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Viruses and Protecting Your Important Data

The other day my husband, Warren, caught a virus. Not the sniffles type, but one that somehow found its way past his anti-virus software and firewall. It masqueraded as another anti-virus program, reported numerous infections in his laptop and urged him to click on the link provided and buy the program to clear his laptop. It's called Spyguard 2008 and made it impossible to do any work. When I tried to run the normal anti-software, this monster was smart enough to shut it down and insert itself. When I tried to uninstall it, it disappeared from the program list and buried itself where I could not root it out, even manually, file by file. No one on the net had had much success in ridding their PCs of this virus.

The sad end to this saga:  I had to re-install his operating system. Worst case scenario, right?

Not all terrible. Oh yes, a nuisance to have to re-install, time-waster, costly and so forth, but with the latest technology I save backups, archives and uncompressed text to online storage where it remains pristine. I actually have several different sites and anything I deem 'can't afford to lose it', goes up there. With the latest drives, I also have the option to burn critical information to CDs.

This habit of saving files came home to me again today. I'm new to Redroom, and I wanted to post a short story I wrote years ago on my site. Hmmmmmmmmmmm, I know I have it on a floppy disc somewhere, but then again, I no longer have a floppy drive. I know I have it in print --- well, at least there's that, but it took me an hour to enter it in the short story box. It would have been so much easier to simply copy it from a file, had I had the presence of mind to move my old stuff up to online storage. No more searching, no more re-typing. Now I know how I'm going to spend my spare time over the next few weeks; getting the old stuff back into text files, then saving it to internet storage. I'm urging Warren to do the same. Saving to online storage won't stop another virus, but at least it offsets the loss.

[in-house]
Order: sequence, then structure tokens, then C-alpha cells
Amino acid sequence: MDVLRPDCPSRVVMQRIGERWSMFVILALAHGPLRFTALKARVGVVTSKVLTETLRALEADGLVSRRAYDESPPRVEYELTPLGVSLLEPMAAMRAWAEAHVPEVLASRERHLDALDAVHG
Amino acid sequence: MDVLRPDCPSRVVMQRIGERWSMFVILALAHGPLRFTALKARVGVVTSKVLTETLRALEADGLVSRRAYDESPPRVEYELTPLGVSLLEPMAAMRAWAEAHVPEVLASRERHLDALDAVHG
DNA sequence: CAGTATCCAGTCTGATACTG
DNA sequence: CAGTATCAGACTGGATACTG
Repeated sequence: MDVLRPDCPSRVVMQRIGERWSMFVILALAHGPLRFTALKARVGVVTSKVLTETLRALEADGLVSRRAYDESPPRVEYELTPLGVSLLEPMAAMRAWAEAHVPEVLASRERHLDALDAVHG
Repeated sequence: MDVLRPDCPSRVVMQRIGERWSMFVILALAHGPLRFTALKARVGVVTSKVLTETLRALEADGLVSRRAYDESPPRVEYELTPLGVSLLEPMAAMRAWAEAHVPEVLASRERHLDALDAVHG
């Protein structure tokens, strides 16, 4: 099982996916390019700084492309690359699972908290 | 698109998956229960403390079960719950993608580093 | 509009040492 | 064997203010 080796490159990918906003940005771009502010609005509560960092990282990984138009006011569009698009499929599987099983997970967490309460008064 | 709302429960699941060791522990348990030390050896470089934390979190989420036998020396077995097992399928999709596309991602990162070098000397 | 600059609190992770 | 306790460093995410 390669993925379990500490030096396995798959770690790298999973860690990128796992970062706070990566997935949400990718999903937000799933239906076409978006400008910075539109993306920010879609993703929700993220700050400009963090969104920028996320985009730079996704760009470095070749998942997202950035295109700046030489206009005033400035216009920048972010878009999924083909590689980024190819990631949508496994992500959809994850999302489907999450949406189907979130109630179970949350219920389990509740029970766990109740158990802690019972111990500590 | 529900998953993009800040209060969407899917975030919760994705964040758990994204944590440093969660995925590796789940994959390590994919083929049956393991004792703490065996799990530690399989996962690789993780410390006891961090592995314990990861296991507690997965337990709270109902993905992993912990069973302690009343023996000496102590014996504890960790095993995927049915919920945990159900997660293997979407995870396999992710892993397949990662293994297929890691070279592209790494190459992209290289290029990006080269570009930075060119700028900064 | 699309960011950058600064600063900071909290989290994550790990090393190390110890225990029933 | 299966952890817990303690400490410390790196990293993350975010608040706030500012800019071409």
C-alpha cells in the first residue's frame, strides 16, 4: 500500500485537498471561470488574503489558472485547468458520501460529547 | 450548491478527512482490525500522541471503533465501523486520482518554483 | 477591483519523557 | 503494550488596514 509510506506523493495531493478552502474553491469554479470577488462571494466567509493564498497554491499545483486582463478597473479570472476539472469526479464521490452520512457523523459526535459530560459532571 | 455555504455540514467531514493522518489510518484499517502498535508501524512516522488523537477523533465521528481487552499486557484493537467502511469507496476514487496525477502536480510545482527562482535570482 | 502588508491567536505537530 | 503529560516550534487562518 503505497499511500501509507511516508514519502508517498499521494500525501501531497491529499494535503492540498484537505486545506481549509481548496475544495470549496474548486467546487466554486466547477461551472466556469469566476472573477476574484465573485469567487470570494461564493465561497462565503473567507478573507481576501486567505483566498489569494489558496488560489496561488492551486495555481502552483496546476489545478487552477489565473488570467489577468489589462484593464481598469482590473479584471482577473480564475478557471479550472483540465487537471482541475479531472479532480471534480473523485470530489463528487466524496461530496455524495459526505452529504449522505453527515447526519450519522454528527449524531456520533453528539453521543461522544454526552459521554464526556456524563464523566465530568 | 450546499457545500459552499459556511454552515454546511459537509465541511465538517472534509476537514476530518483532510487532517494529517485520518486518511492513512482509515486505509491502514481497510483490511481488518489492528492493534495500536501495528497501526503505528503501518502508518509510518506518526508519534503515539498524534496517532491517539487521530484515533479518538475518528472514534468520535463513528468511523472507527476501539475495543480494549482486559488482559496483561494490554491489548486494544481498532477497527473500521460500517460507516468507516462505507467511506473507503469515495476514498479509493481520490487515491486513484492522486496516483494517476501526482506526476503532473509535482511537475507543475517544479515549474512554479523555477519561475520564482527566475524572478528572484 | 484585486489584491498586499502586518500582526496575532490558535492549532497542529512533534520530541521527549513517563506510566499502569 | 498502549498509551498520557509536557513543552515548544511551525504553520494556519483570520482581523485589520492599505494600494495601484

So many wonderful services are available to us, off-setting the nasties such as viruses, but they only work as well as we do.

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Killing the Sentinel

I've seen this type of virus before  It is a self sustaining virus that has a sentinel component (a DLL or EXE that watches over the rest of the virus so that is will reinstall and reinstate any component you try to delete or kill)

The key is to kill the sentinel program.  Chances are, it will still run even in Safe Mode (probably injected itself into the explorer.exe as a context handler, which is why it will persist in Safe Mode).  As long as the sentintel lives on the hard drive, it will keep coming back.

 The only method I ever found to get rid of these types is to boot off a disc.  Maybe the Windows OS recovery console would help to delete the files, but you will need to know where to look.  Plus, you will probably need to dig into the system registry.  I use Winternals' ERD Commander to access the OS and delete things manually.  I have yet to run into a virus that cannot be cleaned with this method.  You just have to be careful and thorough in picking thru the system.  Those mother's are getting pretty clever out there.

(I apologize for geeking out folks...)

BTW - my standard rate is $80/hr  :-)

Anybody out there have some work for a laid off advanced workstation support technician?

Randy Wong

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killing viruses

Hi Randy,

Thanks for the detailed instruction, and oh yes, these viruses are nasty and smart. I'm not overly agile in managing Windows details manually, and have a severe lack of patience, so I ended up reformatting the HD and re-installing the OS -- fortunately Warren had all his critical data saved elsewhere -- so other than time, he didn't lose anything. I've also installed a different and recommended anti-virus scanner (I think it's called EST Nod32), so hopefully this time he won't get caught. He does a lot of research online for his writing -- don't know if this makes him more vulnerable.

I've also wondered if I should install an independent firewall, rather than depending on Microsoft's built-in one in XP.

I've saved your instructions for future reference -- hopefully will not have to use them. I wish I could offer some suggestions in your search for work.

--- regards, Wen